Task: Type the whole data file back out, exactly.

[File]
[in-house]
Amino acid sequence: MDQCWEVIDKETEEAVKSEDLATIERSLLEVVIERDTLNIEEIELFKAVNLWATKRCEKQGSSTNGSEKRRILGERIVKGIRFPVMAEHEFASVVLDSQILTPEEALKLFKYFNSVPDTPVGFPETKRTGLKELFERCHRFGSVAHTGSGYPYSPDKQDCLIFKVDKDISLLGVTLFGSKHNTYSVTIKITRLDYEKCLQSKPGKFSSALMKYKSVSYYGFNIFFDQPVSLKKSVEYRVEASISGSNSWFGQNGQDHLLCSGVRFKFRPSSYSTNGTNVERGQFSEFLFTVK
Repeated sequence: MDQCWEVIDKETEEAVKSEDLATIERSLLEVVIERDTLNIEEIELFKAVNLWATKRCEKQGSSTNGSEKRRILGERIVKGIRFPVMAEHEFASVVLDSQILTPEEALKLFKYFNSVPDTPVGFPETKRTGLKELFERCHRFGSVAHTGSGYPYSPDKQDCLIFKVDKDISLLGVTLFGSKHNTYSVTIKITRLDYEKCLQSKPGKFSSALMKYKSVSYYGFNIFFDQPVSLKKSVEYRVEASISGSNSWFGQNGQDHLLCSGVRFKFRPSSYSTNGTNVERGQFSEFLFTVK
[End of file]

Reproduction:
[in-house]
Amino acid sequence: MDQCWEVIDKETEEAVKSEDLATIERSLLEVVIERDTLNIEEIELFKAVNLWATKRCEKQGSSTNGSEKRRILGERIVKGIRFPVMAEHEFASVVLDSQILTPEEALKLFKYFNSVPDTPVGFPETKRTGLKELFERCHRFGSVAHTGSGYPYSPDKQDCLIFKVDKDISLLGVTLFGSKHNTYSVTIKITRLDYEKCLQSKPGKFSSALMKYKSVSYYGFNIFFDQPVSLKKSVEYRVEASISGSNSWFGQNGQDHLLCSGVRFKFRPSSYSTNGTNVERGQFSEFLFTVK
Repeated sequence: MDQCWEVIDKETEEAVKSEDLATIERSLLEVVIERDTLNIEEIELFKAVNLWATKRCEKQGSSTNGSEKRRILGERIVKGIRFPVMAEHEFASVVLDSQILTPEEALKLFKYFNSVPDTPVGFPETKRTGLKELFERCHRFGSVAHTGSGYPYSPDKQDCLIFKVDKDISLLGVTLFGSKHNTYSVTIKITRLDYEKCLQSKPGKFSSALMKYKSVSYYGFNIFFDQPVSLKKSVEYRVEASISGSNSWFGQNGQDHLLCSGVRFKFRPSSYSTNGTNVERGQFSEFLFTVK